<img alt="dcsimg" id="dcsimg" width="1" height="1" src="//www.qsstats.com/dcs8krshw00000cpvecvkz0uc_4g4q/njs.gif?dcsuri=/index.php/c/a/Business-Intelligence/Sun-Puts-Wrapping-On-Unwrapped-Open-Source&amp;WT.js=No&amp;WT.tv=10.4.1&amp;dcssip=www.baselinemag.com&amp;WT.qs_dlk=XlDwBSlymADw3@w3eTiSHAAAABM&amp;">

Sun Puts Wrapping On 'Unwrapped' Open Source

By Tom Steinert-Threlkeld Print this article Print

Scott McNealy likened freely distributed open-source code to "unwrapped software." In an interview with Baseline magazine, McNealy said the advent of free software can be more costly than custom code written for a company by a third party.

BROOMFIELD, Colo.—Scott McNealy, the chairman, president, chief executive officer and most prominent founder still at Sun Microsystems, likened freely distributed open source code to "unwrapped software."

In an interview with Baseline magazine at the Sun Microsystems John Elway Celebrity Classic golf tournament in a technology-edged suburb of Denver, McNealy said the advent of free software can be more costly than custom code written for a company by a third party.

It's "even worse," he said. "First of all you don't know where it came from. Second of all it hasn't been certified tested. So you have got to go through all of that. Third of all it needs to be put together. You need to get drivers here, you need to get applications, you need to get all these tiny pieces of software because everybody is doing their own thing; there's no systems integrator." Beyond all that, a user of such software is subject to litigation by parties - most notably, the SCO Group - that believe that the code generated without direct corporate supervision violates their intellectual property.

"Most importantly, you don't have software indemnification, were it the case SCO wants to come after you,'' said McNealy.

McNealy, in the Baseline interview Saturday, said the widespread support of openly available programming code was a "wonderful movement," and noted, in a speech Friday at the Colorado Technology Summit in Denver, that his company was the number two contributor of code to the movement in the world, behind only the University of California at Berkeley.

"To me, open source is a wonderful movement," he said. "We are the integrators. We are investing in it."

McNealy's comments came on the eve of the SunNetwork conference that opens today (Monday) in San Francisco. McNealy delivers a keynote address Tuesday morning at the conference, where he is expected to describe in some detail the delivery of two packages of Sun-vetted software based on open source code, aimed at the desktop computer and the corporate server.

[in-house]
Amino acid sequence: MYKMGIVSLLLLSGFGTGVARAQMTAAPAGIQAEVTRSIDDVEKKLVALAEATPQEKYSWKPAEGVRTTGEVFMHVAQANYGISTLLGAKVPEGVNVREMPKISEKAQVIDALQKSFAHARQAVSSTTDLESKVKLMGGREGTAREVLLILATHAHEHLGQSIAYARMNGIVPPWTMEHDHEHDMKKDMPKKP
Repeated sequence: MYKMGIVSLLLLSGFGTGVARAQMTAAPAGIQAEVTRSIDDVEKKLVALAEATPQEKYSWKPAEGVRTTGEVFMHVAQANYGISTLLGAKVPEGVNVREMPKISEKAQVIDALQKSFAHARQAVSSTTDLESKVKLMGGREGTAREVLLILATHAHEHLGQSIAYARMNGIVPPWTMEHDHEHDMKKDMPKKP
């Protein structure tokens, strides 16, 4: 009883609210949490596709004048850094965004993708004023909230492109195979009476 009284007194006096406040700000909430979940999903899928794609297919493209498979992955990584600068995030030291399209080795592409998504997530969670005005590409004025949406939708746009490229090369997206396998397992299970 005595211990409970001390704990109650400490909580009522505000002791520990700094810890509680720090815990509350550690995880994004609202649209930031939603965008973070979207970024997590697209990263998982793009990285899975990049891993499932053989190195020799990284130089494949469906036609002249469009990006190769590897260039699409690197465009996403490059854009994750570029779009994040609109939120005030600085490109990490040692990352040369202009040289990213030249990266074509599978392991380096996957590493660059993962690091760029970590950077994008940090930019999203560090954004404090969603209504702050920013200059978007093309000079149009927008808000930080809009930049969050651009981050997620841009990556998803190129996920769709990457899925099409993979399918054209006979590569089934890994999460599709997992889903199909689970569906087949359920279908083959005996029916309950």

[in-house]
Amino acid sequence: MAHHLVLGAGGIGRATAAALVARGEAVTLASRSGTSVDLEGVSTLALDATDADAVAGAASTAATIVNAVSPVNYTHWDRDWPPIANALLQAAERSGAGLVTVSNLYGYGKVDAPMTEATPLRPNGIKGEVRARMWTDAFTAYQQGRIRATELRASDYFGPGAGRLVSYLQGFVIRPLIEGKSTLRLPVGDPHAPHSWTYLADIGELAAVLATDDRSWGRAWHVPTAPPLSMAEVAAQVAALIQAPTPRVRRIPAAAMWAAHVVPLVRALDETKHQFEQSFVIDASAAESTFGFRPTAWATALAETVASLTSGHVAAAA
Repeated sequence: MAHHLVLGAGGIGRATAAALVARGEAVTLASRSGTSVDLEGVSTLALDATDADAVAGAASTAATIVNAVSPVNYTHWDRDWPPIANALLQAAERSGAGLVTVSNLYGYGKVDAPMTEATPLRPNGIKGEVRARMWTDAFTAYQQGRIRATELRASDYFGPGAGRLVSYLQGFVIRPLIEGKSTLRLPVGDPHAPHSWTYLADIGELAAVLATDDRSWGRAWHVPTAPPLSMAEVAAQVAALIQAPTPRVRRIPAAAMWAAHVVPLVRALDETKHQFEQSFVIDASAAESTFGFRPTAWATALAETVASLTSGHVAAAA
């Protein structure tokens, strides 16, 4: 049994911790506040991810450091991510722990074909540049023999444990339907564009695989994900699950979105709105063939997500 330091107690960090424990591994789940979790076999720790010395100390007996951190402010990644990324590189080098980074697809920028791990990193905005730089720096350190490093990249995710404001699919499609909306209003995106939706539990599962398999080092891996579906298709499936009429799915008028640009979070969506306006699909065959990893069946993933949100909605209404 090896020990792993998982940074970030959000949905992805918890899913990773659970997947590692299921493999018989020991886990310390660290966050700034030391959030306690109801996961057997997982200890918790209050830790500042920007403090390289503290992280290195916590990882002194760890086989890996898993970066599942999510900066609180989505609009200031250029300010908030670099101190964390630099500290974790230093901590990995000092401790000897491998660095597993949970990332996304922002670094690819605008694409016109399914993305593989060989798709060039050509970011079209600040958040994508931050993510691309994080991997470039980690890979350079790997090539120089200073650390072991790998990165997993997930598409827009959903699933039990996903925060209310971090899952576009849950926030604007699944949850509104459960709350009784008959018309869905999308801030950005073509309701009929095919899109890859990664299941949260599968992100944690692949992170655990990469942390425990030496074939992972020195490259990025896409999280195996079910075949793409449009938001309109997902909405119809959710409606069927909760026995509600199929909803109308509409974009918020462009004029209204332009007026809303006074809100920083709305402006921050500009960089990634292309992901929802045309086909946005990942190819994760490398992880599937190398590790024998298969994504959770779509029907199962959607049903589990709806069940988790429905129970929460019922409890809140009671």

For the desktop, Sun is likely to announce release plans for the Mad Hatter collection of productivity applications. This would include, among other things, a screen interface based on the Gnome interface developed by open source proponents; a browser based on the Mozilla reference architecture; and, of course, Sun's long-promoted StarOffice, based on standards developed by Openoffice.org and intended as a close-to-free alternative to Microsoft's suite of Office applications, including a spreadsheet, word processor and presentation program.

For the server, McNealy and Sun will describe a "fully integrated suite" of Web, application and operating system software, that it has developed in its Project Orion. The Orion package will include directory, identity management, messaging, calendar, portal, clustering, authentication and security software.

The pitch will be that Sun is the best company to deliver reliable software and services based on open source code. For one thing, McNealy notes, Sun's versions of open source software do not violate SCO patents; and, are more reliable than "unwrapped" software taken straight from the source code open to all developers. "We productize it, indemnify it, integrate it, support it and make it rack-wrapped or plastic-wrapped for you," he is likely to note. Sun service providers can even take the code, he said, and make it work directly over the Web for corporate users. In that event, "We'll make it gift-wrapped for you."

This article was originally published on 2003-09-15
Tom was editor-in-chief of Interactive Week, from 1995 to 2000, leading a team that created the Internet industry's first newspaper and won numerous awards for the publication. He also has been an award-winning technology journalist for the Dallas Morning News and Fort Worth Star-Telegram. He is a graduate of the Harvard Business School and the University of Missouri School of Journalism.
eWeek eWeek

Have the latest technology news and resources emailed to you everyday.